VA researchers receive nation's top award for early career scientists

July 26, four U.S. Department of Veterans Affairs (VA) researchers will receive the Presidential Early Career Award for Scientists and Engineers (PECASE), which is the highest honor bestowed by the U.S. government to outstanding scientists and engineers at the beginning of their independent research careers who show exceptional promise for leadership in science and technology.

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VA Researchers.

The invention of the cardiac pacemaker

VA researchers invented the first clinically successful cardiac pacemaker, in 1960. This invention prevents potentially life-threatening complication for irregular heartbeats in many patients.​
In 1958, Dr. William Chardack of the Buffalo VA hospital (now the Buffalo VA Medical Center) teamed up with engineer Wilson Greatbatch and Dr. Andrew Gage to implant an electrode in a dog attached to a pulse generator. They worked for the next two years to refine their design of a unit that could be implanted in the body and would maintain the same pulse rhythm for long periods of time.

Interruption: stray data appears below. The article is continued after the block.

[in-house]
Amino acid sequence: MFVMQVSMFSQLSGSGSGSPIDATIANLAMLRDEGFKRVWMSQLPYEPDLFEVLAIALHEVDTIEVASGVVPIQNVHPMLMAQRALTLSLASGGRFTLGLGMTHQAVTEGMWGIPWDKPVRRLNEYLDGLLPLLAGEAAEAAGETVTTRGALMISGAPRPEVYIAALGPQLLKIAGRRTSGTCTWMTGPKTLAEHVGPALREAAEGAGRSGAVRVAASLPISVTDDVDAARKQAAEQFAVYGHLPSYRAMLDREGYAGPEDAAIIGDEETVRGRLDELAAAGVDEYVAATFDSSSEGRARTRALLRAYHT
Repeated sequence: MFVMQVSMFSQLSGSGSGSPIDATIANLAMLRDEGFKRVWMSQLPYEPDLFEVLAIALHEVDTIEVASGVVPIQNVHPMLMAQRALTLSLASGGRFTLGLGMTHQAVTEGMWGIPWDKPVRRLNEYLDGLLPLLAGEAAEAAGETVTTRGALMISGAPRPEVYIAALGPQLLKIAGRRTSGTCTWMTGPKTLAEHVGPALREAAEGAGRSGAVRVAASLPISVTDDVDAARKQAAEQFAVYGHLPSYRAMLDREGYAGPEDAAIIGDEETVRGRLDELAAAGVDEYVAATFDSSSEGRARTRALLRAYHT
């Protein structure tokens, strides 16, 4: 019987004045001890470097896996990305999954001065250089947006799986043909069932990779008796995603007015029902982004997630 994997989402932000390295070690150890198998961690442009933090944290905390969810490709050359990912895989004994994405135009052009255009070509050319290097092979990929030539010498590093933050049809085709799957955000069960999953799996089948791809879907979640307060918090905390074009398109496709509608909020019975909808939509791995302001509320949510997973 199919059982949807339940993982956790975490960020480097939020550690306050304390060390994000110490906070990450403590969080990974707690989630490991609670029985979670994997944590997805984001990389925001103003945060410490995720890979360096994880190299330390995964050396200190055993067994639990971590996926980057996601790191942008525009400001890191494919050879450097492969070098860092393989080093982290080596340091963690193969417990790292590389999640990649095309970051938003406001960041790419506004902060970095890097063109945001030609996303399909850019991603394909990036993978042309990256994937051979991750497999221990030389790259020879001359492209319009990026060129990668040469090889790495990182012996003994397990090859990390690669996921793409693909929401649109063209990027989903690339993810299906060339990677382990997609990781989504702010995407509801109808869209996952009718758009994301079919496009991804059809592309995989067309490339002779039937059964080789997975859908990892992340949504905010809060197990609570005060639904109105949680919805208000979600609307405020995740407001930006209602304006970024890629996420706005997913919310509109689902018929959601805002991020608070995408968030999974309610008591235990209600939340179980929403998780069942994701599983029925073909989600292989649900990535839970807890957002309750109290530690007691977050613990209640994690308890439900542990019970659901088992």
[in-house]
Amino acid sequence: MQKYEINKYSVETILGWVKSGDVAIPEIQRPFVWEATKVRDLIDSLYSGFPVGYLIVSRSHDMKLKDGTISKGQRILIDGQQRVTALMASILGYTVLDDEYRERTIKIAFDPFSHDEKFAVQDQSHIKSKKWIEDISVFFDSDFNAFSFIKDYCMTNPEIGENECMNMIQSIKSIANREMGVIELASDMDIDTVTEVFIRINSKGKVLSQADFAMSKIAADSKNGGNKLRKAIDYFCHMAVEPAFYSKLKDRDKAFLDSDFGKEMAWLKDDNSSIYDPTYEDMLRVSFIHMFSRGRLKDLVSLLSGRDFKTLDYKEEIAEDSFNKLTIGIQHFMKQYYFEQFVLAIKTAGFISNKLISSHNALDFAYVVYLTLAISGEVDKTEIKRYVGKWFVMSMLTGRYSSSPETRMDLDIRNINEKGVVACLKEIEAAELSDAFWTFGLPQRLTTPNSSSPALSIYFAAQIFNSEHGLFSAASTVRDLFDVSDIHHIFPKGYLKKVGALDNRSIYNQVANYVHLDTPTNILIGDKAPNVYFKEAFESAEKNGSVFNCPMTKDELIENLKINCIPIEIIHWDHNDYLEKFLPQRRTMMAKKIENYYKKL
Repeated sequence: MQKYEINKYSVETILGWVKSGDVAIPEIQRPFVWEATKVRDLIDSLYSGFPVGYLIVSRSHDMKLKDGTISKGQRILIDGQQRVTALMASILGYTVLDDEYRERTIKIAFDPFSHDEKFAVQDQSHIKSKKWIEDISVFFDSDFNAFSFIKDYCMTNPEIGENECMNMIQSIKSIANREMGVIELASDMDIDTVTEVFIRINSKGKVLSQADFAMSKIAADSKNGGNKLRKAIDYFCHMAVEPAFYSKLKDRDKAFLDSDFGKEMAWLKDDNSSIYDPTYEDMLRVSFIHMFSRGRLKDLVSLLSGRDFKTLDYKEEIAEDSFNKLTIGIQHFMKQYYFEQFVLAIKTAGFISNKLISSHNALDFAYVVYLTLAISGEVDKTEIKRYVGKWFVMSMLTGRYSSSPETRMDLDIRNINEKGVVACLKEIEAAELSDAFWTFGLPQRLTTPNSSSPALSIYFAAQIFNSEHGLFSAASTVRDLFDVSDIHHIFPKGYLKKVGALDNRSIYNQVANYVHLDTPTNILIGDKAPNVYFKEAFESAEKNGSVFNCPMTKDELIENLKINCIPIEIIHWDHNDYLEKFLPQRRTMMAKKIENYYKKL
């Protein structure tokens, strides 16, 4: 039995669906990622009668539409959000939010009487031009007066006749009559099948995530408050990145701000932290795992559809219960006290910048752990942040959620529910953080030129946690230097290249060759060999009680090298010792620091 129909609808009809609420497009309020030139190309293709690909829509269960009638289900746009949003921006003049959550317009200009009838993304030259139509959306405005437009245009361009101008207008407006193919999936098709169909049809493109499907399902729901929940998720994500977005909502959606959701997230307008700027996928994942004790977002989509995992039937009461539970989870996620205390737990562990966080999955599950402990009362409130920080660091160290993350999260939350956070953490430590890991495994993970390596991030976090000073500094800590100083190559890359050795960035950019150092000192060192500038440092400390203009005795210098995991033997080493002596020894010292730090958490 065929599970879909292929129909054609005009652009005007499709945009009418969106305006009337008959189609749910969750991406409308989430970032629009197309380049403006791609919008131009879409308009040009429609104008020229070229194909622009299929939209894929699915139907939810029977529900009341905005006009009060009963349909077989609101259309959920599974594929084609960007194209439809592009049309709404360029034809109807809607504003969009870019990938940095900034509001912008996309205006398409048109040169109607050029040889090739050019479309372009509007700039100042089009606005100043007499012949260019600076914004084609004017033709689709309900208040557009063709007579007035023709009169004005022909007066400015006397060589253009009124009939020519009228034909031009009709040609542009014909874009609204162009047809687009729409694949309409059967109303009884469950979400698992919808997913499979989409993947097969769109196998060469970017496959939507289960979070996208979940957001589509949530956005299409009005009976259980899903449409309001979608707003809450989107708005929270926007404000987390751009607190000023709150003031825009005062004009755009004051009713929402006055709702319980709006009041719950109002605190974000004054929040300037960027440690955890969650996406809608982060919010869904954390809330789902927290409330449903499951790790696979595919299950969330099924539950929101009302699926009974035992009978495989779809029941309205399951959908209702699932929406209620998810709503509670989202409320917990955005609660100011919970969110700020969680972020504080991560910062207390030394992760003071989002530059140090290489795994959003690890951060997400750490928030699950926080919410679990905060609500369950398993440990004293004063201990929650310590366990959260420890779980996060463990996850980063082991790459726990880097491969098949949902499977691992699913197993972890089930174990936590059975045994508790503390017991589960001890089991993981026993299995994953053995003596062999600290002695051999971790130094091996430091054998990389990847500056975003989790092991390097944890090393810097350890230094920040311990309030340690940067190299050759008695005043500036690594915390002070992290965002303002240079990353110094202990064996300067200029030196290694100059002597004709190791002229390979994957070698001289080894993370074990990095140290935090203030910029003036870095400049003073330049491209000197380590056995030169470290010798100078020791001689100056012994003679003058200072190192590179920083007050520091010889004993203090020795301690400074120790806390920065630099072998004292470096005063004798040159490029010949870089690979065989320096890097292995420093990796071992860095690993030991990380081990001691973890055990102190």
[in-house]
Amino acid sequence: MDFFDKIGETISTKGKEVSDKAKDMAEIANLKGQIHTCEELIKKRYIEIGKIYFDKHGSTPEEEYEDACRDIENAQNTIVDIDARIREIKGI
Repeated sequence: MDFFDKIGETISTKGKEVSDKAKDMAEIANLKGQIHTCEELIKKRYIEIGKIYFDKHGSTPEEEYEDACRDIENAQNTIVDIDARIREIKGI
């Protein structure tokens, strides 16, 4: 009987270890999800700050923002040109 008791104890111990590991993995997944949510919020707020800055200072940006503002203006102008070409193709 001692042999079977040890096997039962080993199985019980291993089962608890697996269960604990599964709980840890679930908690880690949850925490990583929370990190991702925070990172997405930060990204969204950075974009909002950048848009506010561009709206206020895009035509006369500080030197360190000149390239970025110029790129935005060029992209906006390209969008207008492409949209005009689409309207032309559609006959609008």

In 1960, they implanted a pacemaker into a 77-year-old man, who lived for 10 months after the surgery. In that year, they implanted pacemakers into nine other patients, several of whom lived for more than 20 years after the implant. Chardack and Greatbatch's design was the first implanted pacemaker to be commercially produced.

It should be pointed out that:

"John Hopps, an electrical engineer, was recruited on a part-time basis by the National Research Council of Canada and designed what was perhaps the first electronic device specifically built as a cardiac pacemaker. It was an external unit driven by vacuum tubes. The electrical impulses were transmitted via a bipolar catheter electrode to the atria using a transvenous approach. Atrial pacing was readily achieved and heart rate could be controlled with no uncomfortable chest wall contractions."
---->A brief history of cardiac pacing LINK

I received my fourth in January 2019.

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